Keeping up with technology


  • Humour Me
  • Tuesday, 12 Nov 2013

My highly "connected" kids could not fathom that when I was their age, television programmes did not start until 3pm and ended at midnight. Growing up with access to 24-hour satellite TV and high-speed broadband, their idea of entertainment and communication is fast-paced and interactive, and involves electronics gadgets.

Imagine their surprise when I told them about black-and-white TV! Once, when we couldn't locate our remote control, my son was shocked to discover that he could change the channel and volume by pressing some buttons on the TV and decoder. "Just like old times!" I told him.

Every time my kids and I talk about technology and its development, they never fail to make me feel ancient. I was born the year Neil Armstrong stepped on the moon. My kids today see the moon in 3D on Google Earth! Who would have guessed!

Technology has changed so much from the time I knew how to take advantage of its many benefits. What I used to see in sci-fi movies as a little girl, has now become reality. The way people do things has changed and some, in ways I never imagined.

Take the way people communicate, for example. When I was in primary school in the late 1970s, I had a German pen pal. We only heard from each other once a month at most. It took weeks for a letter to be delivered across the continents, via snail mail. Calling each other on the phone was unheard of as it would have cost an arm and a leg.

On the contrary, today my daughter and nieces chat with their friends from other parts of the world in real time. They get on Skype, social networks or use mobile devices and apps like Whatsapp to stay connected. They even have their own instant messaging conversations like LOL and TTYL.

Telecommunication devices are getting sleeker and multi-functional, too. I remember my first handphone, a bulky Motorola. It was an analogue phone and a gift from my dad back in 1996. I sometimes felt embarrassed about using my handphone in public as it attracted unnecessary attention.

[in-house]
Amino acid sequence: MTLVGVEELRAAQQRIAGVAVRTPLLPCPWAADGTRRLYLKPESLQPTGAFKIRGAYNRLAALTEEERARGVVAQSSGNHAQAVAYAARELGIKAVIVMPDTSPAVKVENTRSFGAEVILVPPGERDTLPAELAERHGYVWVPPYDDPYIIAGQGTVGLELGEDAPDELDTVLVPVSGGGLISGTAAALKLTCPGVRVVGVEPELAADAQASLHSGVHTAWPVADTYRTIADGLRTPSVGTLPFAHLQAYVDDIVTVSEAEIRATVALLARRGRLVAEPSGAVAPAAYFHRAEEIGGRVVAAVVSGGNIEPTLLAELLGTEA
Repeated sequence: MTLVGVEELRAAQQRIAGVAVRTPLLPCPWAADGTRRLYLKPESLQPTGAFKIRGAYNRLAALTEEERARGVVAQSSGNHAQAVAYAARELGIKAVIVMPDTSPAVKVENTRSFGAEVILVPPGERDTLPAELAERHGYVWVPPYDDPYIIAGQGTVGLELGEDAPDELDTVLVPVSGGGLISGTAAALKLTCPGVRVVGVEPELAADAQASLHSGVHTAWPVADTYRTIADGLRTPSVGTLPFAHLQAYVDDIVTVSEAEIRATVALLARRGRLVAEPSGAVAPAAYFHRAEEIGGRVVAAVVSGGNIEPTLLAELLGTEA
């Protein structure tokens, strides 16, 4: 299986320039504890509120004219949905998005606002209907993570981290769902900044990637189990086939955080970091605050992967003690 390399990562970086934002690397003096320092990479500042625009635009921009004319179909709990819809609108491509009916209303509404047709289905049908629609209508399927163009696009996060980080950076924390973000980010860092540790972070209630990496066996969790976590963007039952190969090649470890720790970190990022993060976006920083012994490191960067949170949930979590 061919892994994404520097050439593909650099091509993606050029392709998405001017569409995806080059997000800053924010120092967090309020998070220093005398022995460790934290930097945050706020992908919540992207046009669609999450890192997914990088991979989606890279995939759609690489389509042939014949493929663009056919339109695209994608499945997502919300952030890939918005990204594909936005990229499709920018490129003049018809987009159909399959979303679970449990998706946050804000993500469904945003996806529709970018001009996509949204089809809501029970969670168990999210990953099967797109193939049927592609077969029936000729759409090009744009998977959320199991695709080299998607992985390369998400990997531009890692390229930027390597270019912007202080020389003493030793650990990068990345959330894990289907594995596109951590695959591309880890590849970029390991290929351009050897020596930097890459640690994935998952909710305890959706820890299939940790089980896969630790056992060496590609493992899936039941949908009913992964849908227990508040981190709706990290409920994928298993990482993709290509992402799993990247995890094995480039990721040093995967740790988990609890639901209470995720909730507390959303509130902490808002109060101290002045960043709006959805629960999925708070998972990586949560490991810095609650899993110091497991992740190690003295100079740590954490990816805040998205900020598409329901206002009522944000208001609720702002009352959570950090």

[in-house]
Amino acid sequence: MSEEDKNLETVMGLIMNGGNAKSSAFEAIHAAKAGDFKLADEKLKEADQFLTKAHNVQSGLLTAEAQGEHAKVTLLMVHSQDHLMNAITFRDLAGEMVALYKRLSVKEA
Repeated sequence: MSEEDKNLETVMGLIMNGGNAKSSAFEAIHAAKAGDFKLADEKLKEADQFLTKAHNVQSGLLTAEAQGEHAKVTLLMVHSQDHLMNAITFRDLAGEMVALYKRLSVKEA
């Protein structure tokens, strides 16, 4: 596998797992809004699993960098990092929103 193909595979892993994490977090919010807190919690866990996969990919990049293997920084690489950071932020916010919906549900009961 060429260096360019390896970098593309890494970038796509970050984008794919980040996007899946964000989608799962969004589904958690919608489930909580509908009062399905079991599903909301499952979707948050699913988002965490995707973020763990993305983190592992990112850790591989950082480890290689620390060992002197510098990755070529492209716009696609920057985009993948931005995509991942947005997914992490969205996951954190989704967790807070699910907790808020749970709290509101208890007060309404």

At that time, all I could do with the handphone was make calls, with limited coverage, of course. Many times, I had to walk about to find the right spot to get mobile reception.

Today, a mobile phone is a necessity and functions as a camera, video recorder, music player, clock and even an accessory which comes with all kinds of accessories.

One technology which has impacted my life greatly is the computer.

A PC was a luxury in the mid-1980s. When I completed my SPM in 1986, I signed up for a word-processing course. My mom thought I should get acquainted with computer as we didn't have one at home. The class was all about typing out words and remembering commands and key functions.

When I went to university, the computer wasn't widely used. In fact, I depended on my dad's old typewriter to do my assignments. For term papers and thesis, however, I had to go to the campus computer lab. I had not heard of laptops then.

The worst part about using the computer then, was it kept crashing. I still recall crying in the computer lab, one cold, rainy night because I lost more than 20 pages of assignments and had to redo everything.

Doing research then was so tedious and frustrating. I had to go to the library and read many books and journals to get the information I needed. Now, with search engines like Google and Bing, compiling information is just a click away.

The Internet is to me is one of the greatest gifts to mankind. It has changed the way people live their lives. Learning and working, for example, no longer has to be confined to a certain place or period.

I have benefited a lot from this technology, which has allowed me to work from home for the last four years.

Travelling has also been made easy because of Internet. When I took my kids to Siem Reap in Cambodia recently, I was able to book everything online, from flight tickets and accommodation to Phare the Cambodian Circus tickets.

I also used various apps to locate places of interest and to make sure I was taken to the right place by the designated drivers.

Today, some technology is changing at breakneck speed while several like the cassette player have become obsolete. Throughout the years. I've found myself adjusting to new technologies, from the keypad to touchscreens and from laptops to tablets.

Sometimes, my kids make fun of my inability to adjust quickly as they do to something new. Maybe one day when my kids have their own children, their offspring will look at the iPad the way my kids view black-and-white TV - old and dated.


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